After a series of incidents, the airline industry has been largely cracking down on the presence of emotional support animals inside airplane cabins. JetBlue has recently updated their policy, requiring passengers to submit documentation regarding an animal’s fitness to be onboard, including proof of vaccinations. Additionally, they are limiting which species will be permitted.

Beginning on July 1, according to a report by SF Gate, the new policy will significantly restrict which kinds of animals can be brought onboard a JetBlue aircraft.

The old policy had very few limits, prohibiting animals like ferrets and hedgehogs. The new restrictions limit customers to only a few types of emotional support animals, including cats, dogs, and miniature horses.

Speaking as to why JetBlue will allow miniature horses to come onboard, Morgan Johnston, a company spokesperson, referred to new guidelines released by the US Department of Transportation in May.

Horses are recognized as service and support animals based on a 2010 court ruling relating to the Americans with Disabilities Act.

“The new requirements follow a dramatic increase in industry incidents involving emotional support animals that haven’t been adequately trained to behave in a busy airport or the confined space of an aircraft, which creates health and safety risks for customers, crew members and other service or support animals,” said JetBlue in a statement.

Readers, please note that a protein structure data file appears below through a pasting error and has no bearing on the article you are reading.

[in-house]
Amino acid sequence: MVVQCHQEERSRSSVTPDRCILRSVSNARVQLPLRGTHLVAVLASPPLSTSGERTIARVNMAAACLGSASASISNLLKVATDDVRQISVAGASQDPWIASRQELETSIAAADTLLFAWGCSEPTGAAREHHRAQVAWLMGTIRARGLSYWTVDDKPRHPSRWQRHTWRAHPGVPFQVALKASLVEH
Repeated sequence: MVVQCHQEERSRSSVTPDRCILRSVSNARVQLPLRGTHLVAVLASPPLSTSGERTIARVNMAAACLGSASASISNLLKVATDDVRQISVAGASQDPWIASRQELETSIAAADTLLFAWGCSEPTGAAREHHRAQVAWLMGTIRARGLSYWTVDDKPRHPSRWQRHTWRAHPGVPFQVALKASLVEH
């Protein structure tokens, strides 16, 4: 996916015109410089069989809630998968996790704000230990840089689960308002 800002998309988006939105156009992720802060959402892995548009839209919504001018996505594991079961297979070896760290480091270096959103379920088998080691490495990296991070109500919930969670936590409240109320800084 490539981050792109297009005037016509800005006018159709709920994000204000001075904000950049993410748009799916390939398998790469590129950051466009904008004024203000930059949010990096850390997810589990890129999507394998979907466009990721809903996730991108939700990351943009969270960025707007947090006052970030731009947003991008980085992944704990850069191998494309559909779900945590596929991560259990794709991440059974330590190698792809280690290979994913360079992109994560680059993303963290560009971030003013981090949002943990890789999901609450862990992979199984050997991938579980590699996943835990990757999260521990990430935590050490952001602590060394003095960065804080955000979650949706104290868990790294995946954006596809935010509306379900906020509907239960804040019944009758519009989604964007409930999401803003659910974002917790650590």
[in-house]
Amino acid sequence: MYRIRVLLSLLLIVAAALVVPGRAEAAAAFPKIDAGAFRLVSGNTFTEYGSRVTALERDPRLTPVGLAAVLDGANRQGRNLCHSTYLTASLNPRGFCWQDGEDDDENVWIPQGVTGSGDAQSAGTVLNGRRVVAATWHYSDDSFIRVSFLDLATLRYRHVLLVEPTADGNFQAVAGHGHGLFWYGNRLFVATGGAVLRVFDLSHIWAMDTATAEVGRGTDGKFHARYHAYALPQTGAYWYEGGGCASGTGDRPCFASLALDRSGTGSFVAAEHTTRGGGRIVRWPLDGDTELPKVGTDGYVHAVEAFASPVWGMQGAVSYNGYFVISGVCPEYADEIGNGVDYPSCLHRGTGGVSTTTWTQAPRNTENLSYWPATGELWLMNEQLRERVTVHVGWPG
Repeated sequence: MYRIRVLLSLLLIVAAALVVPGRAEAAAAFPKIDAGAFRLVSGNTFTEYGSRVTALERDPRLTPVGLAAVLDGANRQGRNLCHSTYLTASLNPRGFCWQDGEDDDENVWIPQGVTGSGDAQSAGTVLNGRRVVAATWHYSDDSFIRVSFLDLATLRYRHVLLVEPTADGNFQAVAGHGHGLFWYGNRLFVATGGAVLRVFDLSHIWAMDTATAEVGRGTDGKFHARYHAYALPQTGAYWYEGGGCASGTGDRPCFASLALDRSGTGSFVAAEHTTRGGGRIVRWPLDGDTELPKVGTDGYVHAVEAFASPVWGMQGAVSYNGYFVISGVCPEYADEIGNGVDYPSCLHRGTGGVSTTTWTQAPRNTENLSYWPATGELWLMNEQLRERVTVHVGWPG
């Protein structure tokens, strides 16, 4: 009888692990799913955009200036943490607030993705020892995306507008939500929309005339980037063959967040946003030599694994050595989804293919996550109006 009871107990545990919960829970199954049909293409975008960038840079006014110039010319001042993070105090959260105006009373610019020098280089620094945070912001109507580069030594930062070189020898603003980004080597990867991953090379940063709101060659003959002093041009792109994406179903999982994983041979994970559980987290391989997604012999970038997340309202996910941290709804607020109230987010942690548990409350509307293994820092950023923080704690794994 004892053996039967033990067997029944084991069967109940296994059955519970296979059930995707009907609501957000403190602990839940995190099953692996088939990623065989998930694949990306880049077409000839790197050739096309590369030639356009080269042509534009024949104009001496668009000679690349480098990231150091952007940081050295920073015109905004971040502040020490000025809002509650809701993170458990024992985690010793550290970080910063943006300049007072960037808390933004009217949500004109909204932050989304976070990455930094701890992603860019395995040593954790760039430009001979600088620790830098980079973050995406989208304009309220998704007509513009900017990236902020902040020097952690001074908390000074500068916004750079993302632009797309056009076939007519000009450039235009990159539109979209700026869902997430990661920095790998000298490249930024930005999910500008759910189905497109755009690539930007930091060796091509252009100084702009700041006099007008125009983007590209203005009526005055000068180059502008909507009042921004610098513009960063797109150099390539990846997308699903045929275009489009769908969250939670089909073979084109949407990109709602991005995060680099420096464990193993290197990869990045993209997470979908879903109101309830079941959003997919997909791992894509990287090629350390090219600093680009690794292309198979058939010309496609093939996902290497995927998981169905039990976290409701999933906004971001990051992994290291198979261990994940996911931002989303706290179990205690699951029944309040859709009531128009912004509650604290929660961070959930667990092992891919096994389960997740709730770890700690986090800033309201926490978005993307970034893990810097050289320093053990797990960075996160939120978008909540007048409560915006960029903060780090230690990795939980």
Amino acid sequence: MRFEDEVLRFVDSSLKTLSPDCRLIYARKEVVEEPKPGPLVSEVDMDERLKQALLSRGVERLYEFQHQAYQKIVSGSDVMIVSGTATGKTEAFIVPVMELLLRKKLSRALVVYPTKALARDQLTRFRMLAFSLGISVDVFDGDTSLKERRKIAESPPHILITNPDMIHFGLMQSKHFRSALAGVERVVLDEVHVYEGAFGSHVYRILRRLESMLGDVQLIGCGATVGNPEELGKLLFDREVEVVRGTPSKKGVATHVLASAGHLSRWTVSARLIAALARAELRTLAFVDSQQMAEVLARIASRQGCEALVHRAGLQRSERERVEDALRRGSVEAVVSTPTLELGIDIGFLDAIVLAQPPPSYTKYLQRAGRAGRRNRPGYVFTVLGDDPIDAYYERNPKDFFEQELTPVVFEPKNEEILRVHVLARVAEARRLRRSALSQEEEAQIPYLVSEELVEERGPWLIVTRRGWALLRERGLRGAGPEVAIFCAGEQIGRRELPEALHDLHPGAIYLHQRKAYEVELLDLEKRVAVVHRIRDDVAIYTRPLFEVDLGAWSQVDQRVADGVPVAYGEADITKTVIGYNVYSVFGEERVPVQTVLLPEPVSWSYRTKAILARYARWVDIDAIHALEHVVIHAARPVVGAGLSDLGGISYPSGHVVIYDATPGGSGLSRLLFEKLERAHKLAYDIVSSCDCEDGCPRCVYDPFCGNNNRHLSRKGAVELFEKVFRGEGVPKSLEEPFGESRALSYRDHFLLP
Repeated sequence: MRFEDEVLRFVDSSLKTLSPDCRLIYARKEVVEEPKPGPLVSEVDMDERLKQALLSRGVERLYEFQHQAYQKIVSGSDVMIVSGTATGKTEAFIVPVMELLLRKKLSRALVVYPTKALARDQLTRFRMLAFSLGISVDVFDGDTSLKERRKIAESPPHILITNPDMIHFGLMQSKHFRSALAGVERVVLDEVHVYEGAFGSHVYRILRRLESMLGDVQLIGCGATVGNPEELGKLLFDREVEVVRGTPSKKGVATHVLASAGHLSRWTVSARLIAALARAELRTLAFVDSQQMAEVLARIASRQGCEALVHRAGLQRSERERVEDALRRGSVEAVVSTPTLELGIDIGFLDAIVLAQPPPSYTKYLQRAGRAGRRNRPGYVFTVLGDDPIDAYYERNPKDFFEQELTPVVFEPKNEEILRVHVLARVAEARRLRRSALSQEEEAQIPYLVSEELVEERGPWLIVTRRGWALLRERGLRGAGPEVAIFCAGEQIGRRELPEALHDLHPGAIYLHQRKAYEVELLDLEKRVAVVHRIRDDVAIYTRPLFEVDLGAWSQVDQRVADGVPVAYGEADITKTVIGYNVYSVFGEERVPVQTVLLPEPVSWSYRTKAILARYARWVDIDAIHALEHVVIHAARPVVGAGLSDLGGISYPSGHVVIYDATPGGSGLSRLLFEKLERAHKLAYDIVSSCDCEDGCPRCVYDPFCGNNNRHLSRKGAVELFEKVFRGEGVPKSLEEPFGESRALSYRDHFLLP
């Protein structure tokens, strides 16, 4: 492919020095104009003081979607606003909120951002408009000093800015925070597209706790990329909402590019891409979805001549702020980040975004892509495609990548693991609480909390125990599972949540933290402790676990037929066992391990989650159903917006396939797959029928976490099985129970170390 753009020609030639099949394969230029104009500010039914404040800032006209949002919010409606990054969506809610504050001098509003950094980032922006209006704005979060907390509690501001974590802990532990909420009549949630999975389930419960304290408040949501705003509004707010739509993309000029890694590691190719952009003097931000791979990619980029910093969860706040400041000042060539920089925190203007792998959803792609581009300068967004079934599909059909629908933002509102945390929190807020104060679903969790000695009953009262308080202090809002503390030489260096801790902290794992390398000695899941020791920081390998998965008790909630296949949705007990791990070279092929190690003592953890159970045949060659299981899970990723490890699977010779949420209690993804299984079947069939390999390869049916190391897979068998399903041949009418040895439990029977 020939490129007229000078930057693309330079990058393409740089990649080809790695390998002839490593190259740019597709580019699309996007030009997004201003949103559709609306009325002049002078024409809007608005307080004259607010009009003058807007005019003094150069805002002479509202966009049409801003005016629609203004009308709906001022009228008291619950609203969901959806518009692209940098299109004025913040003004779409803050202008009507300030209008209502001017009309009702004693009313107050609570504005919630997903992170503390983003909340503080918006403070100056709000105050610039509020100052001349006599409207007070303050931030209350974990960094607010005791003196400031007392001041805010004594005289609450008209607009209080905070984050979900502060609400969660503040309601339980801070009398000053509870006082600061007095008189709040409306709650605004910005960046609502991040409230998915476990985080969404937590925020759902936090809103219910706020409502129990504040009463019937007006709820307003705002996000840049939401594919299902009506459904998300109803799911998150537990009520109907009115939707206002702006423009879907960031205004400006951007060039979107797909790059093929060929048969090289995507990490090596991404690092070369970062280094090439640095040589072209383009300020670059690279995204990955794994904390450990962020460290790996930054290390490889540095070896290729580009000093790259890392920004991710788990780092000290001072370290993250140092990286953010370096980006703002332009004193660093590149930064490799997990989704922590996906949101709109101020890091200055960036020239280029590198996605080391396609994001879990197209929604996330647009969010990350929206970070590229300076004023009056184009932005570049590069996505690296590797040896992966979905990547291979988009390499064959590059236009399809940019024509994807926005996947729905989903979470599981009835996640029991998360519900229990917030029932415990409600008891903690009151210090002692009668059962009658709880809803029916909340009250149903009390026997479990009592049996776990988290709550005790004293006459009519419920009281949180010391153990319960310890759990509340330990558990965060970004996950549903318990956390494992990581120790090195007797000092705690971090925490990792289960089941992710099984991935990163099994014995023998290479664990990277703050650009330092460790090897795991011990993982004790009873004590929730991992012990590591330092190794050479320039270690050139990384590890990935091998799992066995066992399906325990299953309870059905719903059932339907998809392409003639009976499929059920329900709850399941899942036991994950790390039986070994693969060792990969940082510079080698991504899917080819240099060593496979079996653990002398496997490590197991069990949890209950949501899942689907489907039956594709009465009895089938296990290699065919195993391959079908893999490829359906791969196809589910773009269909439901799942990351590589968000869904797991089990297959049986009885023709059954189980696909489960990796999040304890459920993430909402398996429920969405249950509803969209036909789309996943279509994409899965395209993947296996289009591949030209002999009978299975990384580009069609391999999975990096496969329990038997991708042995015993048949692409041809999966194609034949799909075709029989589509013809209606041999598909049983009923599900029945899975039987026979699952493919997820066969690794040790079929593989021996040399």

To travel with a support animal, JetBlue requires customers to inform the airline of their intention to fly with an animal at least 48 hours in advance. Additionally, the passenger must accept liability should the animal damage property or injure someone.

The liability clause resembles the one in use by United Airlines, though has tougher wording than that used by American and Delta airlines.

Changes to support animal policies began as more passengers took advantage of the fact that pet fees are waived for support animals, leading the number of customers attempting to bring them onboard to soar.

Additionally, support animals aren’t required to complete the same level of specialized training as those classified as service animals, such as guide dogs that assist the blind.

The US government is also considering new restrictions regarding support animals, though the exact nature of the potential requirements isn’t fully known.

Source: The Tribunist

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